import pandapipes as pp #create empty net net = pp.create_empty_network(fluid="lgas") # create junction j1 = pp.create_junction(net, pn_bar=1.05, tfluid_k=293.15, name="Junction 1") j2 = pp.create_junction(net, pn_bar=1.05, tfluid_k=293.15, name="Junction 2") j3 = pp.create_junction(net, pn_bar=1.05, tfluid_k=293.15, name="Junction 3") # create junction elements ext_grid = pp.create_ext_grid(net, junction=j1, p_bar=1.1, t_k=293.15, name="Grid Connection") sink = pp.create_sink(net, junction=j3, mdot_kg_per_s=0.045, name="Sink") # create branch element pipe = pp.create_pipe_from_parameters(net, from_junction=j1, to_junction=j2, length_km=0.1, diameter_m=0.05, name="Pipe 1") valve = pp.create_valve(net, from_junction=j2, to_junction=j3, diameter_m=0.05, opened=True, name="Valve 1")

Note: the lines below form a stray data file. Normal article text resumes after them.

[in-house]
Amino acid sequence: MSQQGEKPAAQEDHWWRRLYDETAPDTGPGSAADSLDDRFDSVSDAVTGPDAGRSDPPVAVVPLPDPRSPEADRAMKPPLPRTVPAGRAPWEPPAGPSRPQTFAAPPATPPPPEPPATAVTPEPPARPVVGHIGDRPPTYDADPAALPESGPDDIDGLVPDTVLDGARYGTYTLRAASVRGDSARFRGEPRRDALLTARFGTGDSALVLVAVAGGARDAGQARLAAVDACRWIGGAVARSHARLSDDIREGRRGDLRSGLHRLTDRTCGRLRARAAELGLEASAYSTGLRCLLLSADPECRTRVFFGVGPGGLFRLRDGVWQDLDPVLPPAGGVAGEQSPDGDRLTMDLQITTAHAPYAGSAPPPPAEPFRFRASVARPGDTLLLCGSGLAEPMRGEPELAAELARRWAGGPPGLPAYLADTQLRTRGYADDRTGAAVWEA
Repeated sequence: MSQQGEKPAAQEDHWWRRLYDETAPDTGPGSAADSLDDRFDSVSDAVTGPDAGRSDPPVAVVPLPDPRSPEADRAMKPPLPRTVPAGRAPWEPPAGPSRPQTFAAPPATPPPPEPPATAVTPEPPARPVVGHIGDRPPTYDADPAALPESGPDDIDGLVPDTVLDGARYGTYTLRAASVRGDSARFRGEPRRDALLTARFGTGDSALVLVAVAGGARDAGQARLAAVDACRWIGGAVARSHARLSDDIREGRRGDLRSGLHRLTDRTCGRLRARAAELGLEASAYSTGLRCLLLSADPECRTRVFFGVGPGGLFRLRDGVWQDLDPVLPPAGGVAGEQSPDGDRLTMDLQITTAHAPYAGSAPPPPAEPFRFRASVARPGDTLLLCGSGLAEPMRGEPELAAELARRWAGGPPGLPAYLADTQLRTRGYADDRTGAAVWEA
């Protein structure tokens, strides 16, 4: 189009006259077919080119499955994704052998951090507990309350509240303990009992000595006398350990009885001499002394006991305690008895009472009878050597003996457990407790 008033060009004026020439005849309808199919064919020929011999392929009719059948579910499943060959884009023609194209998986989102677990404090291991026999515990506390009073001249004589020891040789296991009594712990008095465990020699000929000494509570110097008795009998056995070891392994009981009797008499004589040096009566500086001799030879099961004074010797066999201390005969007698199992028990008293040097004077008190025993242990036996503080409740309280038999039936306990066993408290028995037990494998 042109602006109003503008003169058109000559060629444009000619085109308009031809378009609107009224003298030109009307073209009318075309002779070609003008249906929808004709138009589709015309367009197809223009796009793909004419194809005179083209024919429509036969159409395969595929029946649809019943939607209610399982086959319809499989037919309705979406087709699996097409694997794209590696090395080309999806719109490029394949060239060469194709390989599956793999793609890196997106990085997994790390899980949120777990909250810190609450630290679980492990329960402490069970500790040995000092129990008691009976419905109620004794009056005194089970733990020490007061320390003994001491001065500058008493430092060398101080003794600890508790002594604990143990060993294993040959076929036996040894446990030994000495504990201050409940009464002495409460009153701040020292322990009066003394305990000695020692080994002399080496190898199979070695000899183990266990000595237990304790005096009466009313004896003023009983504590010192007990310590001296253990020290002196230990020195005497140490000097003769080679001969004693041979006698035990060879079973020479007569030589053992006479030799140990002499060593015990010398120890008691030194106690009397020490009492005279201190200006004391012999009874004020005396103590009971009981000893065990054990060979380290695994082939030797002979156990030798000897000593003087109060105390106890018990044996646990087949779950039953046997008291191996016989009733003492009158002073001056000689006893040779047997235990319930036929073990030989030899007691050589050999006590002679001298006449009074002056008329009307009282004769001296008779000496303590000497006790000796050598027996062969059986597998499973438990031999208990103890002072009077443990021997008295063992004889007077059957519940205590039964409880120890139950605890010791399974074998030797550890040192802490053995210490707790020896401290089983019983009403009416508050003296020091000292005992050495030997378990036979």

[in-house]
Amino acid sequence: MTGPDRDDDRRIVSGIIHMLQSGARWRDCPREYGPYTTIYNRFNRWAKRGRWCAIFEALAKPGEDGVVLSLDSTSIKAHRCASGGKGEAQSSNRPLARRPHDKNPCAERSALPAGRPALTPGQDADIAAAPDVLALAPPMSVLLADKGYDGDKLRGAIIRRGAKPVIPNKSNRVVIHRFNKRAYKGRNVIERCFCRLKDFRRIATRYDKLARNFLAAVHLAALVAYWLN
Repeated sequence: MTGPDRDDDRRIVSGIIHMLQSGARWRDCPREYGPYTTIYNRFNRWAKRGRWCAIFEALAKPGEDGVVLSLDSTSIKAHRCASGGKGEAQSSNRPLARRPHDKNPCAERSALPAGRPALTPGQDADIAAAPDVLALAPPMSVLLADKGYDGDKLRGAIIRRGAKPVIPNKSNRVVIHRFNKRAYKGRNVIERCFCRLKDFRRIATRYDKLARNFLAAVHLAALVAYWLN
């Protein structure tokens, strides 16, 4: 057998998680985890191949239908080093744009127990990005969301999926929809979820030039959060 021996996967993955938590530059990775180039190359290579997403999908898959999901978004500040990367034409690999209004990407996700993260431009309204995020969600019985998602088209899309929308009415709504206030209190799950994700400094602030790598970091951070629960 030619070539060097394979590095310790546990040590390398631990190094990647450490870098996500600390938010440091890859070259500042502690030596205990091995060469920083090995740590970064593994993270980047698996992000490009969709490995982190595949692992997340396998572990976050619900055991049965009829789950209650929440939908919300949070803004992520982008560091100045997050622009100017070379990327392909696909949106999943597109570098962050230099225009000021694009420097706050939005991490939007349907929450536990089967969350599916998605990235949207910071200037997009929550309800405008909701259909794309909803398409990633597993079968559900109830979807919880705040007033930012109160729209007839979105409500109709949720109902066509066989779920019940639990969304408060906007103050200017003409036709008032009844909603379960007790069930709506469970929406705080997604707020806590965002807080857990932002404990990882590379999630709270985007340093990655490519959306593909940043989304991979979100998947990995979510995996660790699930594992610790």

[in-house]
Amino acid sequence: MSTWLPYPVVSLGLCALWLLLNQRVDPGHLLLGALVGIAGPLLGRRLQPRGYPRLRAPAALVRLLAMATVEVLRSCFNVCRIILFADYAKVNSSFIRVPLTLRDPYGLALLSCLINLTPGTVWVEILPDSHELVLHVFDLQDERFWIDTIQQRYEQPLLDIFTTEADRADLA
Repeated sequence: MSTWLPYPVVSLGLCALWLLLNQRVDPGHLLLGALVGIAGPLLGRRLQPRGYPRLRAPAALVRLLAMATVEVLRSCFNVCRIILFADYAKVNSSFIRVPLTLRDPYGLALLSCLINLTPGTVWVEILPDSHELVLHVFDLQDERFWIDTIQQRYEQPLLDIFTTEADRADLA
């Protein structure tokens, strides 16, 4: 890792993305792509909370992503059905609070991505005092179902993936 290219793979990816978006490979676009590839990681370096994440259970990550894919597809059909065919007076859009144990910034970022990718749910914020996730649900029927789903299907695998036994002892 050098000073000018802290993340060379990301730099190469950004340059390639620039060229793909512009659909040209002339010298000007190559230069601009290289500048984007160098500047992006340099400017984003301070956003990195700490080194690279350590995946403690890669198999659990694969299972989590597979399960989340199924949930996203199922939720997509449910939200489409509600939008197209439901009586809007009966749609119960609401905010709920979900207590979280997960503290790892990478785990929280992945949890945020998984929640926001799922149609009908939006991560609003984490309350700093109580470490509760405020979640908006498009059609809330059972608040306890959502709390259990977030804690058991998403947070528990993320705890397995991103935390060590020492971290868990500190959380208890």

Note that the fluid used here is lgas. You can find 5 predefined fluids in pandapipes:
- lgas - hgas - hydrogen - water - air
And that the predefined valve element is an ideal valve.
Each dataframe in a pandapipes net object contains the information about one pandapipes element, such as pipe, sink, valve etc.
And check out at the results for junctions and pipes:
They're is no pressure loss between junction 2 and junction 3 because of the ideal valve.
# Problem can not run pipeflow if valve closed net.valve.opened = False
The closed valve cuts the sink from the external grid:
This can be verified by running a power flow and inspecting the results. The pressure and temperature at junction 2 is given as NaN:
Also the results from the pipe show that the mass flow is almost zero and the speed of the mass flow is zero.